Book Review: Bird Life at the Pole, by Wolcott Gibbs
by Julie Failla Earhart, Walrus Contributor
A couple of weeks ago I ran across a review for Backward Ran Sentences, a compilation of the best Wolcott Gibbs’ essays written when he was staffer for The New Yorker between 1927 and the mid-1950s. Gibbs is famous for having published more than a million words by the time he was in his mid-thirties. The title, Backward Ran Sentences, came from a piece he wrote in 1936 parodying Time in which he wrote: “Backward ran sentences until the mind reeled.”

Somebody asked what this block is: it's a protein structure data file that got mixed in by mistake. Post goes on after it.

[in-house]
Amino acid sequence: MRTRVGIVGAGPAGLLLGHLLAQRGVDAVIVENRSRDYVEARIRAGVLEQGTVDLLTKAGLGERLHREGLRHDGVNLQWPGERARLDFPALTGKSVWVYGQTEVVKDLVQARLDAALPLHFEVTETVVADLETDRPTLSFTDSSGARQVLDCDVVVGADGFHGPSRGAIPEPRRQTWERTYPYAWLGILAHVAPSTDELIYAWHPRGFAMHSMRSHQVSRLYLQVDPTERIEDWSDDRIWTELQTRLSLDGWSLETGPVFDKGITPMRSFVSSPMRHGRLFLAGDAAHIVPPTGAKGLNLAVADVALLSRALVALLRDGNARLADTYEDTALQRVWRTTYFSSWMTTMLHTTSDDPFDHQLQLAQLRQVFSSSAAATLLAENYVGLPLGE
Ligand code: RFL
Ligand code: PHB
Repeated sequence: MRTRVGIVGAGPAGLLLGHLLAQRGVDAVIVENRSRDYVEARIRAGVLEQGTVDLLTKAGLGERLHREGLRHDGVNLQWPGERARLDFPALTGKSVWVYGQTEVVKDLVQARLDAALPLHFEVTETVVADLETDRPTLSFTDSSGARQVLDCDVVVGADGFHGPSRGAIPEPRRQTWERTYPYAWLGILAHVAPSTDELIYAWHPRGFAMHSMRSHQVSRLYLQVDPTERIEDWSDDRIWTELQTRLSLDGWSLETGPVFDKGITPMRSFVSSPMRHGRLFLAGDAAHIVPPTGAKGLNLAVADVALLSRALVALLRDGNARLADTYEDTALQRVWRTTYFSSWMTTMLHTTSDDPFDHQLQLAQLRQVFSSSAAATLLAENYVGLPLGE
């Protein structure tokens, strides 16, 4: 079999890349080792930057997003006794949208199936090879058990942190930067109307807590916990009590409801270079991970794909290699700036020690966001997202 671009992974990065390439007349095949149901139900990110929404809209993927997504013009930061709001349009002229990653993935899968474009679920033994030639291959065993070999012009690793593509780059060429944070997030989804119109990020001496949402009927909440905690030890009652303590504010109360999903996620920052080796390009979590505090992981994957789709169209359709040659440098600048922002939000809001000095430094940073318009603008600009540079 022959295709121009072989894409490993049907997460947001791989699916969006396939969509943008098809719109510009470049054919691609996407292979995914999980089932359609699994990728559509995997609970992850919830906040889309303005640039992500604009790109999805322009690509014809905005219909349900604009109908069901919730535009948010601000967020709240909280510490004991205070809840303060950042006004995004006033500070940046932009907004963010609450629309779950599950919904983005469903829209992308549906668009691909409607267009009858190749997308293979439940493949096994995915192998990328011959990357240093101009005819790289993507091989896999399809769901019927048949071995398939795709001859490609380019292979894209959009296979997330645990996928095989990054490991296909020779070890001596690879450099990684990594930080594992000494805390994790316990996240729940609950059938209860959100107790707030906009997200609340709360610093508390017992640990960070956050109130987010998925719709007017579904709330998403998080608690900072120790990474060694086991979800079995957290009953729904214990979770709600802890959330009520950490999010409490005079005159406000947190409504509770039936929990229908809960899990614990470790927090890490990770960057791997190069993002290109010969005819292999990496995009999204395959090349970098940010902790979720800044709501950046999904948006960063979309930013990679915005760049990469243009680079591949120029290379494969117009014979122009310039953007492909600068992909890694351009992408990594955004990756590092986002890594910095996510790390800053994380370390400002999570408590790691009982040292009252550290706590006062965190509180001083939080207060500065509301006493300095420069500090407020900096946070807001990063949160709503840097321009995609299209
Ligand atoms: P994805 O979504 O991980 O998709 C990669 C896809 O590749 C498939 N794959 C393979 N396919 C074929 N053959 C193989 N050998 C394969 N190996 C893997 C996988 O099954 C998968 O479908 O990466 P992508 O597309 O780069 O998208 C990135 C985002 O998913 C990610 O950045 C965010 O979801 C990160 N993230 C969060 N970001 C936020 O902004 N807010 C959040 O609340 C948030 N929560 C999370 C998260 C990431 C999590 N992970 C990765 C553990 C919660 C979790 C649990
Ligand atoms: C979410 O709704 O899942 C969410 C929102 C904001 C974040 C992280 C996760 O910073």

Intrigued by the title and Gibbs’ bio, I searched the St. Louis Public Library’s website and found a slew of titles by him. I checked out Bird Life at the Pole, a 1931 comedy featuring Commander Christopher Robin.
Robin is a writer for the Times who is sent to explore the South Pole and to report daily to the editor, Mr. Herbst. Herbst is quite a character. Always full-steam ahead with a million ideas and once an idea has planted itself in his mind, he won’t back down, no matter how ludicrous it may be. And most of his ideas are ludicrous.
Herbst sends Robin off with all the wrong equipment for a “scientific” exploration and the wrong colleagues and crew. Although this was written more than eighty years ago, it still elicited chuckles from this reader. I was especially amused by the penguin who wanted to adopt one of the members of the expedition.
Bird Life at the Pole is probably out of print, but for a fun read, check it out at the library.